View Full Version : Slightly OT: Another legend passes away....:(

05-16-2004, 03:47 AM

"Not all who wander are lost."

05-16-2004, 03:47 AM

"Not all who wander are lost."

05-16-2004, 03:48 AM
Robert Morgan, famed WWII bomber commander, dies at 85


ASHEVILLE, N.C., May 15 " Col. Robert Morgan, commander of the famed Memphis Belle B-17 bomber that flew combat missions over Europe during World War II, died late Saturday of complications from a fall, his wife said. He was 85.

Morgan was hospitalized April 22 with a fractured neck after falling following an air show at Asheville Regional Airport, said Carole Donnelly, spokeswoman for Mission Hospitals, where Morgan was treated.
His condition had been deteriorating in the last week or so, and Morgan was taken off life support systems, his wife, Linda, said. His wife, two daughters, a close family friend and two ministers were at his side when he died, she said.
A native of Asheville, Morgan became famous as the pilot of the Memphis Belle, which flew 25 combat missions over Germany and France during World War II. Morgan co-authored a book about some of his experiences, "The Man Who Flew the Memphis Belle," with Ron Powers.
Morgan and three other members of the Memphis Belle's crew were made honorary colonels of the state of Tennessee in 2000.
The crew completed its 25th bombing mission during World War II on May 17, 1943. It was a historic number; the Belle was the first heavy bomber in the European theater to last 25 missions, the magic number to be sent home.
"Twenty-five doesn't sound like much until you start flying them," Morgan later said.
Morgan and his crew were assigned to the plane Sept. 1, 1942. The pilot named the craft after his wartime sweetheart's home town.
The Belle flew to England in late September and departed on its first bombing mission on Nov. 7.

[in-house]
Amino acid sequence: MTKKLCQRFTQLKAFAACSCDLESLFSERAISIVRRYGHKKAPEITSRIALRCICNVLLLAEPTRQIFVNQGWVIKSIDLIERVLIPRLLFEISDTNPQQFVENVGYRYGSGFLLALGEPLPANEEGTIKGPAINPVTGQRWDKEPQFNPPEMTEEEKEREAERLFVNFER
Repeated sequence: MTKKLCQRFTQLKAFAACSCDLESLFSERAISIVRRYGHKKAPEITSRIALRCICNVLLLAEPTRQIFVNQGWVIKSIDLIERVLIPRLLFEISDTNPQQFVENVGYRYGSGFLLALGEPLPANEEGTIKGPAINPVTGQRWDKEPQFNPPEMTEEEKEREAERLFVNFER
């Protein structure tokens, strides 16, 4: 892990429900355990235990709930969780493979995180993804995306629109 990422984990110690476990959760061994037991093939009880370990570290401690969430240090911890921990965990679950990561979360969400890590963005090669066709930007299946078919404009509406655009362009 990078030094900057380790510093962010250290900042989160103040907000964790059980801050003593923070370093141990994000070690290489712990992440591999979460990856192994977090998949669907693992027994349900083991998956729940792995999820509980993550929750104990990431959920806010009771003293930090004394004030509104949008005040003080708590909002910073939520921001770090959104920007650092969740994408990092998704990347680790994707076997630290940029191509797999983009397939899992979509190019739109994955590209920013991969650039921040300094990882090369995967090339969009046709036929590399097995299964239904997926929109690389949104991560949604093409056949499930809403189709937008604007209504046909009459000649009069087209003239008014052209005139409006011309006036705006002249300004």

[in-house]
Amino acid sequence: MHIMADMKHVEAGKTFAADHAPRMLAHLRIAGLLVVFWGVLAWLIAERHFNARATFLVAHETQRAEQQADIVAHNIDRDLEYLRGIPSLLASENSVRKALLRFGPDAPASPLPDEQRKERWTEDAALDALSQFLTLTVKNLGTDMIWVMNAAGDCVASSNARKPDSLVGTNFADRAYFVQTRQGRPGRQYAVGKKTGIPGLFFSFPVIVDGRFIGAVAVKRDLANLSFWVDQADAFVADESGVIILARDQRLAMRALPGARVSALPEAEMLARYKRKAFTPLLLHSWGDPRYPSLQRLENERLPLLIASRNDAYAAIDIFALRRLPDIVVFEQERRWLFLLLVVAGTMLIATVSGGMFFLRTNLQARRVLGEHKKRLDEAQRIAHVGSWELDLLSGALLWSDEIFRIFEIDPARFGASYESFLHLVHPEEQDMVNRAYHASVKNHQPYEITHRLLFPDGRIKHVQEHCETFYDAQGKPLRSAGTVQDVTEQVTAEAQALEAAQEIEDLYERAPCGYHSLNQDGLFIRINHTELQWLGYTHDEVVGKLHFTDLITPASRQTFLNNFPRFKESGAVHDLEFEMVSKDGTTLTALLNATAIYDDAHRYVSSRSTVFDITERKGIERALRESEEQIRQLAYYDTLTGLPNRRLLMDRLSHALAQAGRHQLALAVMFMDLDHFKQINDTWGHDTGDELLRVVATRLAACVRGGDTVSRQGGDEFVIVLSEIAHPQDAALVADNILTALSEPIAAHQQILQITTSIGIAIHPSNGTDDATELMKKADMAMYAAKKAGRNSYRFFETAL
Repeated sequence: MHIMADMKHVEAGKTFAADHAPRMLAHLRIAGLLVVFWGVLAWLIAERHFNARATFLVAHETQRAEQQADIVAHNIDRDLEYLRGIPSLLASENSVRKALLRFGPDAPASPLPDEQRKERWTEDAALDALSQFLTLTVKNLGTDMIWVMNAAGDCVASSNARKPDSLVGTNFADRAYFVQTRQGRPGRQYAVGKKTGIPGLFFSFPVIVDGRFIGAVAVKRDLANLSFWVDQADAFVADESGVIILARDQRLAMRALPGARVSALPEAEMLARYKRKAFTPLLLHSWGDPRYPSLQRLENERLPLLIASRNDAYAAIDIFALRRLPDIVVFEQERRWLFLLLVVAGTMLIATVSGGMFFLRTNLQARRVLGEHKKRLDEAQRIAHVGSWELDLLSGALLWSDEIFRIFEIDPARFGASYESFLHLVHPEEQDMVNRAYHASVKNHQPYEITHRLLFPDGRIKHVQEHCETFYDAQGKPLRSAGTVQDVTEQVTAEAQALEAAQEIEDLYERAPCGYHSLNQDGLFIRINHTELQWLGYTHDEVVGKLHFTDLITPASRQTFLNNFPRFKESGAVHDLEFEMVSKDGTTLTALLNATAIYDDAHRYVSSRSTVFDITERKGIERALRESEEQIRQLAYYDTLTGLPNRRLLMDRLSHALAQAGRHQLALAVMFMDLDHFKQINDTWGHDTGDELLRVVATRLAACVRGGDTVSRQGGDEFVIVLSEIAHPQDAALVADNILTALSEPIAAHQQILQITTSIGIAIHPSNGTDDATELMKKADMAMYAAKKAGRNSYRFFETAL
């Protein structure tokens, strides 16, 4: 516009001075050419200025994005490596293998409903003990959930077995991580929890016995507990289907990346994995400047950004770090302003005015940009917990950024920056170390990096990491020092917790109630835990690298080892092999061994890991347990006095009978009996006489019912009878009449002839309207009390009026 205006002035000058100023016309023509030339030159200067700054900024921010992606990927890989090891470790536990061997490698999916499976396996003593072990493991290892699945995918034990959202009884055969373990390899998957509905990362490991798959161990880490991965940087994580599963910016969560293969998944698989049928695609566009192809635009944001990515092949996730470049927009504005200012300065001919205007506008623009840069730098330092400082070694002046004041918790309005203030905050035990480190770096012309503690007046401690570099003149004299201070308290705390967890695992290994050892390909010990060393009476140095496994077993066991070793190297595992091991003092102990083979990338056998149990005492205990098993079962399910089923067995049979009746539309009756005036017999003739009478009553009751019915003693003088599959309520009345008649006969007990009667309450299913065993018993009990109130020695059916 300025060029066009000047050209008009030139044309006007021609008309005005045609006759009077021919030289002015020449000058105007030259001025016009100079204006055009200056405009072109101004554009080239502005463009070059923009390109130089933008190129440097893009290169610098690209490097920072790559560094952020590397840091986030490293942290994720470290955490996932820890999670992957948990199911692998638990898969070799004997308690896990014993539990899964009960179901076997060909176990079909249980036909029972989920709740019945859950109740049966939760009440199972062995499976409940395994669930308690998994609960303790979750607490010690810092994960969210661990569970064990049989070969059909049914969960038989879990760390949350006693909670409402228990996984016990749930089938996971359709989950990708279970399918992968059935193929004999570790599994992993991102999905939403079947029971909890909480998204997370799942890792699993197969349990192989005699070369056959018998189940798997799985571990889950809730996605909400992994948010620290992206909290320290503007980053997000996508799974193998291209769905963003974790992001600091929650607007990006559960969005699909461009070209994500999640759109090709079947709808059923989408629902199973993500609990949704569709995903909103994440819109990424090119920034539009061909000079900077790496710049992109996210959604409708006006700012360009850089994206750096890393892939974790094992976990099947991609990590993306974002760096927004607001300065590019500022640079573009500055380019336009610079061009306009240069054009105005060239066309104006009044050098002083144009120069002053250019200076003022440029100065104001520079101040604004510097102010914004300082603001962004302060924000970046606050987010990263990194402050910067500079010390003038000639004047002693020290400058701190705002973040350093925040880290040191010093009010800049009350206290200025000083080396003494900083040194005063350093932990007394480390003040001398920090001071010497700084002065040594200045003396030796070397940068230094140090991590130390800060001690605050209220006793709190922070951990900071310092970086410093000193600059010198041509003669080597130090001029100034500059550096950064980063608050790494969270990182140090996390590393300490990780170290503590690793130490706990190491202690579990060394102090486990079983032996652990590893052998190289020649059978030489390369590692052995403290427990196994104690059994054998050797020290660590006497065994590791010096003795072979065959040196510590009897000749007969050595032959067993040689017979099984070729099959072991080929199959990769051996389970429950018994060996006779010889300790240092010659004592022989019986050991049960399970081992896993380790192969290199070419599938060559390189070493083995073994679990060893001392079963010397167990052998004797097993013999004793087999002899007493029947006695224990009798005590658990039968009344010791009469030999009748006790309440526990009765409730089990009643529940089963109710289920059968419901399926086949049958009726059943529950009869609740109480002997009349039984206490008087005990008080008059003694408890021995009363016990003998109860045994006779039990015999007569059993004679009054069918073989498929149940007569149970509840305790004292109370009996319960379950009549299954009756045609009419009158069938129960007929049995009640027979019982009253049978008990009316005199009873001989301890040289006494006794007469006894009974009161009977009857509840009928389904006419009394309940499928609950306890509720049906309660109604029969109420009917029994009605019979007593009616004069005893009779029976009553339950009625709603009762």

In the next six months, the Belle flew missions over France, Belgium, Holland and Germany. She was struck by flak, 20mm cannon shells and machine gun bullets. Every major part of the plane was replaced at least once, including the engines (nine times), both wings, tails and main landing gears. Four of the plane's crew of 10 died during combat.
According to Army records, the plane flew 148 hours, dropping more than 60 tons of bombs, all on daylight missions.
"Some of them were pretty rough missions. The Luftwaffe (the German air force) boys would sometimes fly into their own flak to get at us. They were mean devils, I tell you," said top turret gunner Harold Loch of Green Bay, Wis.
There were many close calls: engine fires, bullet holes, confrontations with fighter planes. Somehow the Belle always made it back to base when other planes went down.
Morgan said he and his men never talked about crashing or dying.
"Every time we were going to fly, we gathered in a huddle and we just told ourselves that if only one plane was coming back, it was going to be ours," he said.
The exploits of the Belle were brought to later generations by a 1990 film, "Memphis Belle", that told a heavily fictionalized version of the bomber's 25th and final mission.

He also flew B-29s in the Pacific,so it's not completely off topic.

Salute to a great and noble man. http://ubbxforums.ubi.com/images/smiley/16x16_smiley-sad.gif


"Not all who wander are lost."

05-16-2004, 01:29 PM


"Not all who wander are lost."

05-16-2004, 04:02 PM
http://ubbxforums.ubi.com/infopop/emoticons/icon_frown.gif R.I.P

http://www.2-60inf.com/2-60_crest.gif 84-91

05-16-2004, 04:11 PM
It will feel very strange and sad when the last of the men who fought the largest War the World has ever seen will be gone.

My respects to another fallen veteran. ~S~

Major Gunner of the 361st vFG